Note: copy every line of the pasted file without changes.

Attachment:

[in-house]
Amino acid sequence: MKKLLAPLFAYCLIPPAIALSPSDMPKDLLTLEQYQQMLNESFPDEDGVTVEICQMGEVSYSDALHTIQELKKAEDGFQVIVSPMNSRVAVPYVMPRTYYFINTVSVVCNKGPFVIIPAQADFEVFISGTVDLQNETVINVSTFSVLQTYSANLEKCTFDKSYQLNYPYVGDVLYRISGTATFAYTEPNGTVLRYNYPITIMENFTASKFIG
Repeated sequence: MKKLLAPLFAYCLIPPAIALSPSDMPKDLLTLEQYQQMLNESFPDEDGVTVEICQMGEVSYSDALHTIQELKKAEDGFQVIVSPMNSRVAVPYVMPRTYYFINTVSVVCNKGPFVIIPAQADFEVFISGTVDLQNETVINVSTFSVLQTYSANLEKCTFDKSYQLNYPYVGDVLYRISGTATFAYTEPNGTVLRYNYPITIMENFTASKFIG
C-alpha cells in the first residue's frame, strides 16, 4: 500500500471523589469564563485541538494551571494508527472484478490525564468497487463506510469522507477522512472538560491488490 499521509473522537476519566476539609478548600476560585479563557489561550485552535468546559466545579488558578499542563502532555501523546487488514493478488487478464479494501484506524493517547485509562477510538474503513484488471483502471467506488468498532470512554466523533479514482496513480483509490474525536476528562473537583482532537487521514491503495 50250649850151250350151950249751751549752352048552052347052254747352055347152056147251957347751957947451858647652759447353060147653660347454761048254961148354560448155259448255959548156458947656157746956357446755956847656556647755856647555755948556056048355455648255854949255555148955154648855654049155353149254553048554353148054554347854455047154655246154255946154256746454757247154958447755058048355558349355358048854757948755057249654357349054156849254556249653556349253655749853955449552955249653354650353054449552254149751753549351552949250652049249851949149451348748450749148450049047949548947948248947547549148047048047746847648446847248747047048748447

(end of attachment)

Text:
[in-house]
Amino acid sequence: MKKLLAPLFAYCLIPPAIALSPSDMPKDLLTLEQYQQMLNESFPDEDGVTVEICQMGEVSYSDALHTIQELKKAEDGFQVIVSPMNSRVAVPYVMPRTYYFINTVSVVCNKGPFVIIPAQADFEVFISGTVDLQNETVINVSTFSVLQTYSANLEKCTFDKSYQLNYPYVGDVLYRISGTATFAYTEPNGTVLRYNYPITIMENFTASKFIG
Repeated sequence: MKKLLAPLFAYCLIPPAIALSPSDMPKDLLTLEQYQQMLNESFPDEDGVTVEICQMGEVSYSDALHTIQELKKAEDGFQVIVSPMNSRVAVPYVMPRTYYFINTVSVVCNKGPFVIIPAQADFEVFISGTVDLQNETVINVSTFSVLQTYSANLEKCTFDKSYQLNYPYVGDVLYRISGTATFAYTEPNGTVLRYNYPITIMENFTASKFIG
C-alpha cells in the first residue's frame, strides 16, 4: 500500500471523589469564563485541538494551571494508527472484478490525564468497487463506510469522507477522512472538560491488490 499521509473522537476519566476539609478548600476560585479563557489561550485552535468546559466545579488558578499542563502532555501523546487488514493478488487478464479494501484506524493517547485509562477510538474503513484488471483502471467506488468498532470512554466523533479514482496513480483509490474525536476528562473537583482532537487521514491503495 50250649850151250350151950249751751549752352048552052347052254747352055347152056147251957347751957947451858647652759447353060147653660347454761048254961148354560448155259448255959548156458947656157746956357446755956847656556647755856647555755948556056048355455648255854949255555148955154648855654049155353149254553048554353148054554347854455047154655246154255946154256746454757247154958447755058048355558349355358048854757948755057249654357349054156849254556249653556349253655749853955449552955249653354650353054449552254149751753549351552949250652049249851949149451348748450749148450049047949548947948248947547549148047048047746847648446847248747047048748447